Watch How ‘Swachh Bharat’ Doesn’t Take Into Account The People Who Keep India Clean

Posted on April 6, 2016 in In Deep Shit, Video
This post is a part of WaterAid India's campaign - In Deep Shit.

By YKA Staff

The Swachh Bharat Mission is well into its second year now. And like all other government initiatives (not just of this one, but even of the ones that have gone before), it has its successes, its roadblocks, its ambitions and well, its short-sightedness.

We understand when the Prime Minister says that the Mission aims to make the country ‘open-defecation free’ by 2019, but where the aim seems lacking is in its definition of a ‘clean’ India.

Does ‘clean’ mean the mere construction of toilets even though they aren’t being used due to the absence of functionality?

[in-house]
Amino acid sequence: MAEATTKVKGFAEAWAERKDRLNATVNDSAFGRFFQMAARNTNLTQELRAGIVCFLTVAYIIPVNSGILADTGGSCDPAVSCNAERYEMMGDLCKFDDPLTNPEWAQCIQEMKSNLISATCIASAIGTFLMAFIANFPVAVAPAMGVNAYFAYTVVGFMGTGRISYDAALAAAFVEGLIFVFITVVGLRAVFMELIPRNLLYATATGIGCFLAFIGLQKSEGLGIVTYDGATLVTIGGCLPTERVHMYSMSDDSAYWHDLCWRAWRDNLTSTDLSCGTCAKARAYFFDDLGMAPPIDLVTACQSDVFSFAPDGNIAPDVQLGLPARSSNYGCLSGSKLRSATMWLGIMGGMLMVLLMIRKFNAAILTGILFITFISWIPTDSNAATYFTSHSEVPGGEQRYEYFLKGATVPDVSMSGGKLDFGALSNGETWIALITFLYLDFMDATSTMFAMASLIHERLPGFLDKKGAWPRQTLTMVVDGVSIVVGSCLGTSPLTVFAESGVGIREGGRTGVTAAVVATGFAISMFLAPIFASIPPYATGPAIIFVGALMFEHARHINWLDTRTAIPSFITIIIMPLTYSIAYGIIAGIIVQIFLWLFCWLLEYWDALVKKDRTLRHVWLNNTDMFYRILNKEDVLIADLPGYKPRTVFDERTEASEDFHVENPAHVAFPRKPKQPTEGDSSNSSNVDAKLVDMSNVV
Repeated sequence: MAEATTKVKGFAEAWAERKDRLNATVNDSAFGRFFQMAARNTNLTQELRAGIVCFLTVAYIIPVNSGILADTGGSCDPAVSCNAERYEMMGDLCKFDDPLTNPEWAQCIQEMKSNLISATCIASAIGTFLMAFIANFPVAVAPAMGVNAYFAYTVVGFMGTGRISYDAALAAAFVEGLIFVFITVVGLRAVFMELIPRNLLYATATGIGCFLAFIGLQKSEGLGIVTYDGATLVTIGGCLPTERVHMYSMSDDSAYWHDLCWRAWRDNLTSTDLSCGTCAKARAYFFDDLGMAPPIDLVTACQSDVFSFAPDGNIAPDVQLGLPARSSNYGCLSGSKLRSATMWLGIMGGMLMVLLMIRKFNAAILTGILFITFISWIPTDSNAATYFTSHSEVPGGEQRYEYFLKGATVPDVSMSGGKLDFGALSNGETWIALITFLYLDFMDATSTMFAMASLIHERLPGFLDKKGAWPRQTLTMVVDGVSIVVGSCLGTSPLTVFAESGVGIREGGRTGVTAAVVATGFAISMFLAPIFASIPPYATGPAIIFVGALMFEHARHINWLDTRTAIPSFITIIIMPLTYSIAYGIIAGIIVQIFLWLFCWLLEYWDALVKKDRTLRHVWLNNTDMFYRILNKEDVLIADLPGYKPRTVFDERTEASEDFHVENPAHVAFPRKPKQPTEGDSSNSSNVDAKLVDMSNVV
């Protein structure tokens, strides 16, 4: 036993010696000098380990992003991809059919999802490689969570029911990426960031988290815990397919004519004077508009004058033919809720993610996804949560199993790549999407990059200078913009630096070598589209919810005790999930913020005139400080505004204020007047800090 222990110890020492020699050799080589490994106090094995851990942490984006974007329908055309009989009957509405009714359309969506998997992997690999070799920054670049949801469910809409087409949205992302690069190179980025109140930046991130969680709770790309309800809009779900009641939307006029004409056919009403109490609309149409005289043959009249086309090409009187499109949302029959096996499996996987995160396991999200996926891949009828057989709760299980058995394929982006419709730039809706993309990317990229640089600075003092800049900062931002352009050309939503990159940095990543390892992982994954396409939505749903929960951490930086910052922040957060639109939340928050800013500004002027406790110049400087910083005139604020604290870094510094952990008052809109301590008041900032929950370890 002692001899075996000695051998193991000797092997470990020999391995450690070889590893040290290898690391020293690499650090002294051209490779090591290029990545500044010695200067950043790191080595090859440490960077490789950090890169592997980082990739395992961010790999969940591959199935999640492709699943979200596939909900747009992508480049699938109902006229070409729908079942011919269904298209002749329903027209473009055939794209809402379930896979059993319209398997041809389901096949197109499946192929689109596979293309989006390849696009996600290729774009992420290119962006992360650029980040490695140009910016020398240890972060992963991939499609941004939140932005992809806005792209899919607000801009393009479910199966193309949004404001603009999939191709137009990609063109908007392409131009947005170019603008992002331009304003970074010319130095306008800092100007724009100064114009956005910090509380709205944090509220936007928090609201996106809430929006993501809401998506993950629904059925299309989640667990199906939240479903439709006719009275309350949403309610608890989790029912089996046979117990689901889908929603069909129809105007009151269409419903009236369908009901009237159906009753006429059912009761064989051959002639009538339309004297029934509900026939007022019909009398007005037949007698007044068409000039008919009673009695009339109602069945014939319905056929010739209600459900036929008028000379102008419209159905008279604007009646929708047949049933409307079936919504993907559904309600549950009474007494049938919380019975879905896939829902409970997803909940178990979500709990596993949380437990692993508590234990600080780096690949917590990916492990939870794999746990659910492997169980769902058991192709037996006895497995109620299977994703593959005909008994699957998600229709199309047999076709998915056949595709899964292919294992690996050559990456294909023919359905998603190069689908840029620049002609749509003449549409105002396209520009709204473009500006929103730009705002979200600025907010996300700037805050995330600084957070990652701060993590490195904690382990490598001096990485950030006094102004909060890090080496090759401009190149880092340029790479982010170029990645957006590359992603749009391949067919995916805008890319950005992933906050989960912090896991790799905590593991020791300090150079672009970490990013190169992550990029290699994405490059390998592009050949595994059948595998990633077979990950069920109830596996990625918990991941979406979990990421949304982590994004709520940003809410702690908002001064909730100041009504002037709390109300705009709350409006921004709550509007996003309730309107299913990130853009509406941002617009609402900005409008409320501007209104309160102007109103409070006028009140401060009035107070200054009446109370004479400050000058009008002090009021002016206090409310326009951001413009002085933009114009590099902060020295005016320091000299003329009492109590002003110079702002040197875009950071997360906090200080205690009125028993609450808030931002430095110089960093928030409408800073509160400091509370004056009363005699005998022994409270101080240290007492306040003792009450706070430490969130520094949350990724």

Has the Mission taken into account the foot-soldiers, the people who for ages now have been quietly keeping the country clean? The ones who have been sweeping the roads, cleaning the toilets, collecting our garbage and are forced to still resort to manual scavenging to earn their daily bread.

The 2011 census revealed that even after untouchability was declared unconstitutional in 1955 and manual scavenging banned in 1993, the practice still continues in many parts of India and the people belonging to what are termed as ‘lower castes’ have to face discrimination throughout their lives.

So can we call the country ‘Swachh’ in the true sense of the word if we don’t acknowledge and tackle this issue head on? Is the Mission inclusive of all Indians? How much do we concern ourselves with this question?

YKA went around the city and asked people some very simple questions like – who cleans their toilet at home? Do they know the name of the person who comes to clean their washroom/collect the garbage? Would they allow the person to enter their kitchen?

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